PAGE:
The most significant events in life are not always preceded by some premonition as many would have us believe. Sometimes we are going through the mundane routines of the most inconsequential days when a big event happens to change our lives forever. So it was such a day as this that I got the news of John’s passing.
I was in my little studio room in Mogadishu, Somalia preparing for my seven days off for rest and recuperation in August 2013 and as usual I was scrolling through social media timelines and messages; wondering what I would do with the girls during this break. We got such precious little time together since I joined the international civil service and because I work at a hardship duty station that is also a non-family duty station; I only got to see them during much anticipated R&R days as well as during my annual leave.
A message came in via Facebook Messenger and I opened it without even taking the time to read the sender’s name. The message was a simple one-line sentence and it read: ’Mwana Anne Bwomezi is dead.’ My mind went into protective mode refusing to understand the terrible news that was being conveyed with such simplicity. So I said to myself. ‘There go the haters again! Who would write to me saying I was dead?’ I use my full names for official business: Anne Mugisha Bwomezi, but many people choose to skip the middle name (my father’s name) and refer to me by the last name only. I added the name Bwomezi on 11 June 1994 when I married John. So now I stood there for about a minute in a stupor, wondering why someone would send me a message saying I was dead.
I pretended not to hear the hammering of my heart in my chest and my ears as I struggled to reject the meaning of what I had just read. I knew I had to scroll back up to the message and see who it was from. And there it was:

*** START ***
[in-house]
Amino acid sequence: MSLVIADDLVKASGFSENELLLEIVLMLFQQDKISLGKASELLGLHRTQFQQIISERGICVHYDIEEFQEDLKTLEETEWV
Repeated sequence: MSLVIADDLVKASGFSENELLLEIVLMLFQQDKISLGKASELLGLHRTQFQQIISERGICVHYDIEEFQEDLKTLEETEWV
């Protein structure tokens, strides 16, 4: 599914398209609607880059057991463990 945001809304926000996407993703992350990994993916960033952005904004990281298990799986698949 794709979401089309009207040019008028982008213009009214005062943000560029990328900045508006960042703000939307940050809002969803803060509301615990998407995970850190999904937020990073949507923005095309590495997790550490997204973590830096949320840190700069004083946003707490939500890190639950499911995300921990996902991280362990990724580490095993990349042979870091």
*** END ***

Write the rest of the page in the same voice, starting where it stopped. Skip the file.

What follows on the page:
From: Colin Muhoozi,
Date: August 29 2013
Message: ‘Mwana Anne Bwomezi is dead. Get in touch’
Colin is my brother-in-law, John’s cousin. He was also like our oldest son when we lived together. He likes to prank and mess around with me for a laugh but some things he would never mess around with. I realized that the only error he had made was in abbreviation. He left out a coma after my first name and what he was trying to type was ‘Mwana Anne, Bwomezi is dead.’ Okay, now that I had sorted out the grammar issue and found meaning what was I supposed to do with a message like that? I did what perhaps many widows or bereaved person have done since the advent of the personal mobile phone: I called John. The phone rang several times and with each ring I willed him to pick up the phone and explain himself. This was not in our plans. I spoke to him a couple of weeks ago when the girls went to visit him in Uganda and we had plans for the girls but I had not discussed this particular move with him so I wanted an explanation.
Then someone answered the phone and it was not his voice. So I told them impatiently, ‘Please put John on the line, I want to speak to John. This is Anne.’ The voice on the other end broke and said ‘Bambe Annah.’ I switched off the call.
He had turned 53 on July 18th. He liked to remind me that he shared the same birth date with Nelson Mandela. I knew he had been ailing but the girls had visited him at the farm in Karwera, Mbarara only a fortnight ago and they came back home reciting all the crazy stories he had told them about his youth. I was not there to interrupt him when they visited the last time so he told them all those unfiltered stories that I would never have let him complete if I was seated there vetting as I was wont to do. They had come back with this hero-like image of their father. Now he had gone and died and left me with the responsibility of telling them they were orphans.
Oh John! There you go again messing up our plans. Typical – and leaving me the responsibility of dealing with the fall out. I could not deal with grief just then but I felt a certain familiar emotion and allowed it to consume me so that I could keep grief at bay. I was angry.
Colin interrupted my anger with another text message at 9:01PM ‘John’s wish was to be buried at Kamushoko next to his grandfather.’ Well I knew that already. He had told me before and showed me the place he wanted to be buried. I just wanted to be left alone with my anger?
At 50 I know that we are in denial of so many things in our lives that even when hard facts slap us in the face with such force and veracity we still find a hiding place in our mind to keep truth at bay and cling to that which keeps us sane, safe and ‘normal.’